|2011-12-19 07:57:59||Intermediate rebuttal #134 "Breathing contributes to CO2 buildup"|
I've not got a response to my query on this rebuttal, on the basic rebuttal forum. Perhaps I posted it in the wrong place.
I think we need to correct this one with the caveat that although breathing in itself might not be considered to contribute to net CO2 due to absorption of CO2 by the plant feedstock, the whole range of processes required in the production of food does indeed emit significant GHGs to the environment. This contribution is very large, a similar amount to world transportation.
This may at first sound pedantic. However, the rebuttal in its present form is essentially the same argument that 1st generation biofuel manufacturers used
but we know this is misleading.
We criticise Spencer as well.
The premise of the rebuttal to Spencer is that breathing shouldn't be taken in isolation from the entire chemical cycle. However, on this basis we must include the nutrients and planting of the crops which of course include the GHG emissions released by fertilisers, tilling and possibly deforestation, such as N20 and CH4. (He is of course literally wrong but we know what he means here. I don't think he is referring to joggers farting mentioning methane!)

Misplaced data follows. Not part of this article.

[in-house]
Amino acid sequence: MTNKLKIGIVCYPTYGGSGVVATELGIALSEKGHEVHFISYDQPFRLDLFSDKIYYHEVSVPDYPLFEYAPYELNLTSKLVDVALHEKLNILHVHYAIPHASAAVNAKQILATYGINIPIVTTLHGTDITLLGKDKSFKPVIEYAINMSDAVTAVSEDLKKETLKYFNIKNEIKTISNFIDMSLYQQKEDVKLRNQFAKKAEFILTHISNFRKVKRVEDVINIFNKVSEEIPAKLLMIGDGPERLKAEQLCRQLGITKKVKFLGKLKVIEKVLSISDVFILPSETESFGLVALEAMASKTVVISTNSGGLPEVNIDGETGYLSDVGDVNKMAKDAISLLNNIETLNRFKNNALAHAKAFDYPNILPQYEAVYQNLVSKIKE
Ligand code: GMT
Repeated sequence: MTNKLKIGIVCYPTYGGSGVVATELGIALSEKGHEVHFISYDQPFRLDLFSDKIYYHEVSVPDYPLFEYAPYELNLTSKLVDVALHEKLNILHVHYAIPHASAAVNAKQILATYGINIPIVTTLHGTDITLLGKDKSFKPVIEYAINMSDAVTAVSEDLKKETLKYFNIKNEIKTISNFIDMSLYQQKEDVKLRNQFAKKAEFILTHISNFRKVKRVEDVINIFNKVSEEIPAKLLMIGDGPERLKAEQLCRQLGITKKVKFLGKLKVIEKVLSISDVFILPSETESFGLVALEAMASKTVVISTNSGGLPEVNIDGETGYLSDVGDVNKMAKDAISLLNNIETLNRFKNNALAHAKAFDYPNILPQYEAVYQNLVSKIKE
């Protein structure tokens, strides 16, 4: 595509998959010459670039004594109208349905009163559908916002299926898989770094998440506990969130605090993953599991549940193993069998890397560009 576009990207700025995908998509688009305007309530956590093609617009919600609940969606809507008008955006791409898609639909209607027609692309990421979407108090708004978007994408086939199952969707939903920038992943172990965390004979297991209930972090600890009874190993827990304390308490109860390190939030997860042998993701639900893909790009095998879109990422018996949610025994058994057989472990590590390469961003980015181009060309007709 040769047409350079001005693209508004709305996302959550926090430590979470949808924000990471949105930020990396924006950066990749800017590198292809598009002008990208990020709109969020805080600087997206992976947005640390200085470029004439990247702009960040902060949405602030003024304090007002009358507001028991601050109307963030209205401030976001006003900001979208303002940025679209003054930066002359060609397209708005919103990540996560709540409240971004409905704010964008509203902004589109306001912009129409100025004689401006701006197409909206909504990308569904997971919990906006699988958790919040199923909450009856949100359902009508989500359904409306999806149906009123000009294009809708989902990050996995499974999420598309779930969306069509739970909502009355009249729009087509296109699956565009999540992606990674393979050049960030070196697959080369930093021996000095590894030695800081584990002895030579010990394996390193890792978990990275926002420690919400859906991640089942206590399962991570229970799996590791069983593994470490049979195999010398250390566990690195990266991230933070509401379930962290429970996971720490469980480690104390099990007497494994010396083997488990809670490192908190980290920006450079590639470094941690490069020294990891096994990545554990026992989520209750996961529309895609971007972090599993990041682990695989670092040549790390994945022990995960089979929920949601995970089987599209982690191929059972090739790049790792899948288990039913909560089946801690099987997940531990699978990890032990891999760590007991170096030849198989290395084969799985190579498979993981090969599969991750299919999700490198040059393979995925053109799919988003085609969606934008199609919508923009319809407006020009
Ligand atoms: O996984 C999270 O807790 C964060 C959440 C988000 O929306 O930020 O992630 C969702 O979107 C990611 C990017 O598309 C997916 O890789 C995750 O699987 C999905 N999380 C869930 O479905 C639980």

The bottom line is that breathing increases with exercise which requires more food, and food (particularily those involving meat production) does indeed generate significant net GHGs to the environment.
According to these calculations walking at 3mph generates almost a quarter of life cycle emissions per mile than that of driving, assuming the typical US diet. Obviously this could be drastically reduced by eating vegan foods.
It would be logically consistent if we could agree that all biofuels were carbon neutral, but I guess we would be quickly writing a rebuttal in that case, so we can't have it both ways? The bottom line is that food currently contributes around the same as transportation fuels in terms of GHGs and CO2 is one of those emissions.